Georgia may OK Bible as textbook
If a new law passes, it would be the first state to establish the Bible in its public school curriculum in modern times.
Decatur High School student Kurt Hughes wouldn't call himself religious. He's never even read the Bible.
But he wouldn't mind taking a class on the holy text if it were offered at his high school in Decatur, Ga. After all, "You look at 'The Old Man and the Sea,' 'King Arthur' and even 'The Matrix,' all have biblical allusions," the junior says. "It'd be useful to know exactly what's in it."
The Georgia legislature seems poised to endorse just such a course. Though students in many states enroll in classes related to the Bible, Georgia would become the first to require its Department of Education to put in place a curriculum to teach the history and literature of the Bible. Schools would use the book itself as the classroom textbook. Specifically the bill would establish electives on both the New and Old Testaments.
It has overwhelmingly passed both chambers, but needs a final vote on a minor House change. The vote is expected as early as Monday. If it passes, the state's Department of Education has a year to establish Bible elective courses in the curriculum.
In the late 1700s, Congress thought enough of the Bible as a textbook that it printed 40,000 copies. But the bold effort here in Georgia to use the Bible in today's secular curricula may be about presenting it as a moral code rather than a foundation to better understand the biblical allusions in literature, critics say.
"Behind this is the tension around the country about how to go about doing a Bible elective, and a lot is at stake," says Charles Haynes, director of the First Amendment Center in Arlington, Va.
The Bible is already being used as a course study in as many as 1,000 American high schools, according to the National Council on Bible Curriculum in Public Schools in Greensboro, N.C. The US Supreme Court allows it as long as it's presented objectively, and not taught as fact. But the Georgia legislature's unprecedented decision to wade into what is usually a school district initiative has created concerns.
For example, the bill's use of terms such as Old and New Testament reflect a Protestant bias, some critics say. After all, Catholics and Jews have different interpretations and names for the tome. "To pick one is to suggest that is the right Bible, which is a school district making a faith statement," says Judith Schaeffer, a lawyer for People For the American Way, which works to maintain the separation of church and state.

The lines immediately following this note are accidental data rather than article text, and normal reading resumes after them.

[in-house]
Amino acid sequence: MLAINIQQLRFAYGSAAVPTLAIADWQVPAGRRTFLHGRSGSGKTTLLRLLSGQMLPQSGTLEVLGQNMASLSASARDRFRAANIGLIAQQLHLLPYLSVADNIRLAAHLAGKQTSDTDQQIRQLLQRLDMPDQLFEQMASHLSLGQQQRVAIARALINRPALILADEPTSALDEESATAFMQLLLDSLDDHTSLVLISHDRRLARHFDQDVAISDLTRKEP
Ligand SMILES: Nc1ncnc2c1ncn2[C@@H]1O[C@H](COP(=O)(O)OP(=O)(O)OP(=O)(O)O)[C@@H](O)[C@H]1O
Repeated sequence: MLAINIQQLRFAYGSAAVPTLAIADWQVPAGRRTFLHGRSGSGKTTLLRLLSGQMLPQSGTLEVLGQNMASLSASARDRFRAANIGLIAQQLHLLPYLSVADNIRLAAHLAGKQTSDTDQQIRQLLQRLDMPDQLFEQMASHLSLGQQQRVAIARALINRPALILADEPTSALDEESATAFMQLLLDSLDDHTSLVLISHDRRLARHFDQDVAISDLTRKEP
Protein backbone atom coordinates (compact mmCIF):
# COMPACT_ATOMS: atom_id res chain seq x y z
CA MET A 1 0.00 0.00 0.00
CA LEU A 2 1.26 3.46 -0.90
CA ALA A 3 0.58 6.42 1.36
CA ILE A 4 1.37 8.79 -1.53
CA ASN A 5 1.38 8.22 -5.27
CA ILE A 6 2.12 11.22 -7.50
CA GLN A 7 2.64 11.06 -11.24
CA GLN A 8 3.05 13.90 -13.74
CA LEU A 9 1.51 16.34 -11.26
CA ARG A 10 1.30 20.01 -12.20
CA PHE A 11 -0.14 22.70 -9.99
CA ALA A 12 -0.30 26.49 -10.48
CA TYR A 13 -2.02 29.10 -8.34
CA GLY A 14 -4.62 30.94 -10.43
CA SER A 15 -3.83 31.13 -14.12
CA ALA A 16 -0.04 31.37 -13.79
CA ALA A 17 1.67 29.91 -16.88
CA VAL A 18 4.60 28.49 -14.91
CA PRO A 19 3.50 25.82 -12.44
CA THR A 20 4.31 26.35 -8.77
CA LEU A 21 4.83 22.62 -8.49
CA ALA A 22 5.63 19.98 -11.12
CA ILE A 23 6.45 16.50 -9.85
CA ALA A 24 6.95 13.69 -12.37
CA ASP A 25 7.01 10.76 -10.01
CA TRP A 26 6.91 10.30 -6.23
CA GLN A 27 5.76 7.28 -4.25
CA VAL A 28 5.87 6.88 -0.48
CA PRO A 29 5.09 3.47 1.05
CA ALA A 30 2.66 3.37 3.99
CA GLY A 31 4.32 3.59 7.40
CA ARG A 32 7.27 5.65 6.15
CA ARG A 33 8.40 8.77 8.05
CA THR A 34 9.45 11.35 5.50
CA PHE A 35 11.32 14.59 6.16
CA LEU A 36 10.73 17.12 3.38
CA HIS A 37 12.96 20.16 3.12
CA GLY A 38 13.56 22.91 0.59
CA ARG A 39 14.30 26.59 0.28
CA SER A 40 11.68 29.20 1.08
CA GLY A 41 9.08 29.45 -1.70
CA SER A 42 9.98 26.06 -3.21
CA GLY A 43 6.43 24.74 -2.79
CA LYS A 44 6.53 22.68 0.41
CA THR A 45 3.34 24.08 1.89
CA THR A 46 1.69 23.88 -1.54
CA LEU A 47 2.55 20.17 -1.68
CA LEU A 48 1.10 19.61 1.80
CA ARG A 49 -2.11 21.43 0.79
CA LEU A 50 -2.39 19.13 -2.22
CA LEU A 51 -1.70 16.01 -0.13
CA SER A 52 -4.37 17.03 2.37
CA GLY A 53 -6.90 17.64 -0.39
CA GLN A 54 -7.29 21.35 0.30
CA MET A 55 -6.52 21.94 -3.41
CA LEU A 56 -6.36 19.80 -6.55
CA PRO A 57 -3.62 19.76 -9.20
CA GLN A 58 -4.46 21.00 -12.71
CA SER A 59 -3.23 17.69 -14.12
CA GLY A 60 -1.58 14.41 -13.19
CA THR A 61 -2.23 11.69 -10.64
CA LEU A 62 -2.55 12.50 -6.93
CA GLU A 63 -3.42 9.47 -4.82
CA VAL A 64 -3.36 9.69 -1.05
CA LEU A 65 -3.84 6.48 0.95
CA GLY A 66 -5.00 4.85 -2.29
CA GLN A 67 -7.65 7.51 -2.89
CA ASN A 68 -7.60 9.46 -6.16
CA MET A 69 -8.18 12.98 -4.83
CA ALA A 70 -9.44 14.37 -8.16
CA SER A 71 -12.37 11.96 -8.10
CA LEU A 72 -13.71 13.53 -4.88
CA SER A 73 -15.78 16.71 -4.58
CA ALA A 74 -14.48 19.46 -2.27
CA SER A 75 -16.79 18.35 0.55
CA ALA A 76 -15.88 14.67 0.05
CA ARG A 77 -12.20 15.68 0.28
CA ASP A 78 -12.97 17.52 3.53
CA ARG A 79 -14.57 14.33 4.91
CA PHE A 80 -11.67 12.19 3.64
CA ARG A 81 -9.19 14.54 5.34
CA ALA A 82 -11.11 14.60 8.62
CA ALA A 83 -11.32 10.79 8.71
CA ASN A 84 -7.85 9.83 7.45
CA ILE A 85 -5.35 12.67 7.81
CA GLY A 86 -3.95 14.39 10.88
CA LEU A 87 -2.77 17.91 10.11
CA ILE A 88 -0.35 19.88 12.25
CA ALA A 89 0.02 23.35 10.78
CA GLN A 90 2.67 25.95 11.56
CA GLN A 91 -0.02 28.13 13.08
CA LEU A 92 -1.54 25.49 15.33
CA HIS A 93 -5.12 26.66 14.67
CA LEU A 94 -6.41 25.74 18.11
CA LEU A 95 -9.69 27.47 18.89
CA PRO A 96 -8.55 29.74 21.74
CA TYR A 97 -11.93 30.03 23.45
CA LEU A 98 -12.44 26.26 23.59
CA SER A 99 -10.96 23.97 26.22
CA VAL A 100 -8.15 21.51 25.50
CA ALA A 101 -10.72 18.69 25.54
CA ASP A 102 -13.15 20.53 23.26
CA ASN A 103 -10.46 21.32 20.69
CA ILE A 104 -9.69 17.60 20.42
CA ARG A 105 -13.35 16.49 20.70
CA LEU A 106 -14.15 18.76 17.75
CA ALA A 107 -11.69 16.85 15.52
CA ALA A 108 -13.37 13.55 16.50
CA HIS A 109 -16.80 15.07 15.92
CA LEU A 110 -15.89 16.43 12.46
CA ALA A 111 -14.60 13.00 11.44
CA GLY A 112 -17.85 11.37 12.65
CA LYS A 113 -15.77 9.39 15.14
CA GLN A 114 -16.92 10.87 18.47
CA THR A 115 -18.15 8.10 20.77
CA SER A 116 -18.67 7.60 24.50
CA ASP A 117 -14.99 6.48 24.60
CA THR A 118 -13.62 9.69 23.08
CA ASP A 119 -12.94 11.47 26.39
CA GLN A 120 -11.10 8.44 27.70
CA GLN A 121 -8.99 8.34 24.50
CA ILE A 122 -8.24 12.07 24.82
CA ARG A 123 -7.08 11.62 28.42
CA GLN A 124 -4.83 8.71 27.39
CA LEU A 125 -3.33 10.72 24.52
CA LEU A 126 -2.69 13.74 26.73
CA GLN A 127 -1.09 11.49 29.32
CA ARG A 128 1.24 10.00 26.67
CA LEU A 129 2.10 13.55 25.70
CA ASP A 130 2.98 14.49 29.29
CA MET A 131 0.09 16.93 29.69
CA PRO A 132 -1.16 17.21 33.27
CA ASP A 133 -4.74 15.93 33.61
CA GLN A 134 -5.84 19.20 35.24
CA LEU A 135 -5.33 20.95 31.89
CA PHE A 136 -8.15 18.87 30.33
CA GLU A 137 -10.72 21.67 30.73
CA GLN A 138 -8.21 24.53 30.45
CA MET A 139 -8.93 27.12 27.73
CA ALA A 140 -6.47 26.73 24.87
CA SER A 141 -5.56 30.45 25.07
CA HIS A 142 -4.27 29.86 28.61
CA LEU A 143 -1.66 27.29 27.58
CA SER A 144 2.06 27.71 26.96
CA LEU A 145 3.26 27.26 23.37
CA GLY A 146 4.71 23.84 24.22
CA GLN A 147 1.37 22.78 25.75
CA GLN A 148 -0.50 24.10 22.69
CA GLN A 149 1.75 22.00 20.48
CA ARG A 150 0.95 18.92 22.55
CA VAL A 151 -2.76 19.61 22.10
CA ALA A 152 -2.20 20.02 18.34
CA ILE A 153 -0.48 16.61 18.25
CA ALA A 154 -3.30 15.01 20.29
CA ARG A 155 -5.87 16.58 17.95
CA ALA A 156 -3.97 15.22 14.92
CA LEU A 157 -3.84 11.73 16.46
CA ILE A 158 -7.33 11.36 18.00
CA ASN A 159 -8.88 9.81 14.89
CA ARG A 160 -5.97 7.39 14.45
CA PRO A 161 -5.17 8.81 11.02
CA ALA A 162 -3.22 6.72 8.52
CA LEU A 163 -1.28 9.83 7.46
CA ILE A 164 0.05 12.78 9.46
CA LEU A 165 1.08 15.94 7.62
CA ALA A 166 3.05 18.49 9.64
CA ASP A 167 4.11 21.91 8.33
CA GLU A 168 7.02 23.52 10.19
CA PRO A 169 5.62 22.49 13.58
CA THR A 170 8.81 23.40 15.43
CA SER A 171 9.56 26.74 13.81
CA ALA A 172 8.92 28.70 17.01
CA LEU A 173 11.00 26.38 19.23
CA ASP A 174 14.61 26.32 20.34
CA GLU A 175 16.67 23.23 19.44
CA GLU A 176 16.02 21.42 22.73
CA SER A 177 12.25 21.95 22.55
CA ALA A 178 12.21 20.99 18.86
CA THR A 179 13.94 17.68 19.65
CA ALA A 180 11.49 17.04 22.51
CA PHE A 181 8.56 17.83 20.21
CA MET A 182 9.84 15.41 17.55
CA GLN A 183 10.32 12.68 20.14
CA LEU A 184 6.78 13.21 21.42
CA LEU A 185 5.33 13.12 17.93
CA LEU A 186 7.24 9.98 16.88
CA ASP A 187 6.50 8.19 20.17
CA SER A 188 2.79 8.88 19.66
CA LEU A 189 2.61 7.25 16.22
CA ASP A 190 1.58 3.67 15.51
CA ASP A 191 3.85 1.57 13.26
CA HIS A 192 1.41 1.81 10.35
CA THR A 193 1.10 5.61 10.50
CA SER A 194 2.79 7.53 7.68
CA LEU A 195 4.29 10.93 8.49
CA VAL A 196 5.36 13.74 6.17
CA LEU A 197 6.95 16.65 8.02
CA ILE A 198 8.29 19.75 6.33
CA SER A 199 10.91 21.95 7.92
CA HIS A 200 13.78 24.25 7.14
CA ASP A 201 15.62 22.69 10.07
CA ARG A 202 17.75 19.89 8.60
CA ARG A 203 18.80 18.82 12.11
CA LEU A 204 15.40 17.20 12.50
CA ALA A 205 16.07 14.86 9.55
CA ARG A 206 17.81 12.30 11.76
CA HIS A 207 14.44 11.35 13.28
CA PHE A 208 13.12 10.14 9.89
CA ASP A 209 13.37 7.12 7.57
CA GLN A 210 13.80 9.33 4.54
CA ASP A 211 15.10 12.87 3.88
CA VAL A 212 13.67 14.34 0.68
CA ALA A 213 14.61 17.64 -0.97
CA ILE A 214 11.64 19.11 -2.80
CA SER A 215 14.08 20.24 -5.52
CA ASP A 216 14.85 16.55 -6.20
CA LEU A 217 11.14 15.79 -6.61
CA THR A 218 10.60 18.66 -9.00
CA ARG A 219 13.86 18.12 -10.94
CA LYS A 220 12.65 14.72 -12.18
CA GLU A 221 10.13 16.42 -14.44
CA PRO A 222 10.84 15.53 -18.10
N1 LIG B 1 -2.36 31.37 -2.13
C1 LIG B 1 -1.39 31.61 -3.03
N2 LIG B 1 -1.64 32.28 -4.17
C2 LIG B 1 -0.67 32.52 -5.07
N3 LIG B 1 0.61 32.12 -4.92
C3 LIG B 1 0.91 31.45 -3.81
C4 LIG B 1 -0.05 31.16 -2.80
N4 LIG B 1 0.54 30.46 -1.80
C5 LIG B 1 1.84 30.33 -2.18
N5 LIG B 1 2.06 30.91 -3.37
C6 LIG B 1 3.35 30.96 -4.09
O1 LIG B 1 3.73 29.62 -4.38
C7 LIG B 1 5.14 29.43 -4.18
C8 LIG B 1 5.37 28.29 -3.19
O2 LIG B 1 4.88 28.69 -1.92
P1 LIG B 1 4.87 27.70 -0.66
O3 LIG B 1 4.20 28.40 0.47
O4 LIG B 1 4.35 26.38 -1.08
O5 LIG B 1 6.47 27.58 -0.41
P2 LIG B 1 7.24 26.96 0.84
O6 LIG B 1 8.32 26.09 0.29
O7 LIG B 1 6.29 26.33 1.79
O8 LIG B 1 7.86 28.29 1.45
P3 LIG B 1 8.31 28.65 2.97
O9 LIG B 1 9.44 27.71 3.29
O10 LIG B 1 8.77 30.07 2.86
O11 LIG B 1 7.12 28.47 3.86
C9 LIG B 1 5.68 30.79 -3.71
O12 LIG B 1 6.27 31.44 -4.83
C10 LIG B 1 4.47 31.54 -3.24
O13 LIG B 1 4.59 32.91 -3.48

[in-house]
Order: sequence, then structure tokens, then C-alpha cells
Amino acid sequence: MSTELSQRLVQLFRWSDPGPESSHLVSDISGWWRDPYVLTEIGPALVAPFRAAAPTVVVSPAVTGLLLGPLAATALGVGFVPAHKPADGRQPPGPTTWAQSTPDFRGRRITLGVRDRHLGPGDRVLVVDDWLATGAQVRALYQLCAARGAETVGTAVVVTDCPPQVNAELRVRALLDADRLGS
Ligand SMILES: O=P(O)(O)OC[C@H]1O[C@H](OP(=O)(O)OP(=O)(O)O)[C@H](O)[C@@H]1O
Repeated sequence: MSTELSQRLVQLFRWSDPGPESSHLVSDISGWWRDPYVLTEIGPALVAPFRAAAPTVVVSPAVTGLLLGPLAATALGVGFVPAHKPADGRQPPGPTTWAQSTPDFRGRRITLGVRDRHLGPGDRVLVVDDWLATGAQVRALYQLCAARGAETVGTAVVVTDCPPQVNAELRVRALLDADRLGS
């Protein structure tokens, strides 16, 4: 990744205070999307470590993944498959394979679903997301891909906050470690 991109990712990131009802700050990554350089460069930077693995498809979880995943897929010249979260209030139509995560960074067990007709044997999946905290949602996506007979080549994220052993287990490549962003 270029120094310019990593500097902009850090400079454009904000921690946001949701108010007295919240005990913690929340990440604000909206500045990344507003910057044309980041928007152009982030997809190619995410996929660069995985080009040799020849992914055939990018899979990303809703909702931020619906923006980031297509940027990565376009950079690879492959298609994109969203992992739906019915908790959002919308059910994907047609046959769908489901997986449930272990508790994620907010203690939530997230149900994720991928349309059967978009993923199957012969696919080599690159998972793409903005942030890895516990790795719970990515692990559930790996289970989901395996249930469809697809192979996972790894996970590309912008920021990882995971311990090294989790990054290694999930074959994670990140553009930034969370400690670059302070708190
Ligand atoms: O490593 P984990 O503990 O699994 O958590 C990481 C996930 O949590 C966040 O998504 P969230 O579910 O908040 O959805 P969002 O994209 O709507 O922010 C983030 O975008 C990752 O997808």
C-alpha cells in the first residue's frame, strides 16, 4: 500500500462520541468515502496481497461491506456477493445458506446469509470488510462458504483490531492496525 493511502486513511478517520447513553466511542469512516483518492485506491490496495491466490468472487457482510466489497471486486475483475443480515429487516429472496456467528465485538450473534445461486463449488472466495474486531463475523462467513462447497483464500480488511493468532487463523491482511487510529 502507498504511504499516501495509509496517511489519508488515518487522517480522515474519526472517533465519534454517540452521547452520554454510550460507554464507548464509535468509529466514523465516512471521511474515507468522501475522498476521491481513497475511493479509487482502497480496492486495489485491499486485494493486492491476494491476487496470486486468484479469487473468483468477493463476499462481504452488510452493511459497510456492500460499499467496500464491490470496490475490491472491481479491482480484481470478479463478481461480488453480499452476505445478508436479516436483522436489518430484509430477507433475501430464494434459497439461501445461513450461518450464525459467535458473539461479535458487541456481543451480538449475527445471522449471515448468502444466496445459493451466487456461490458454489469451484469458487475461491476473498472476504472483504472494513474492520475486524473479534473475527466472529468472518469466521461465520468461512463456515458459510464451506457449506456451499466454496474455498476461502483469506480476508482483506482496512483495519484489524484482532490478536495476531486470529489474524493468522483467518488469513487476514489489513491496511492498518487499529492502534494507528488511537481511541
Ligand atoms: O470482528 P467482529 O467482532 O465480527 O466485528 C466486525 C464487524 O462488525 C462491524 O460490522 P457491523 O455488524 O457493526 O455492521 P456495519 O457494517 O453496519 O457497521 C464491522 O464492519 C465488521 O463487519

Others worry that this trend - Alabama and Missouri are also considering statewide Bible study classes - is part of the broader culture war over the role of religion in civic life, and seeks to satisfy social conservatives rather than enlighten students.
"This is a political issue as much as it is a religious issue," says Frances Paterson, a professor at Valdosta State University who specializes in religion and public education. "I would guess that [its sponsors] hope that nobody is going to police this, and when people step over the line, it's going to be ignored, either because nobody's aware of it or they'd be intimidated into not objecting."
Its sponsors insist the bill aims to help students gain broader understanding about the underpinnings of Western culture, from Michelangelo to Hemingway.
"The biggest misconception is that this teaches the Bible when, in fact, it uses the Bible as the primary text to teach a course in history and literature influenced by the Bible," says a spokesman for Sen. Tommie Williams (R), the bill's sponsor.
The Bible was the most quoted source for the Founding Fathers, Bible scholars say.
The "New England Primer," with its heavy reliance on scriptural texts to teach reading and comprehension, instructed all presidents until James Garfield, according to Kenyn Cureton, of the Southern Baptist Convention, who studies early textbooks in US history.
"It's amazing that we have jettisoned the Bible from the classroom when it is the foundation of the Republic," says Dr. Cureton, a spokesman for the Convention with headquarters in Nashville, Tenn.
Many parents, however, may object to using the Bible as a textbook since doing so may expose their children to the book's various interpretations and criticism, some say.
"A great many people in Georgia are conservative Protestants who take the Bible literally, and that's going to be a problem if you have an academic study of the Bible...." says Dr. Paterson.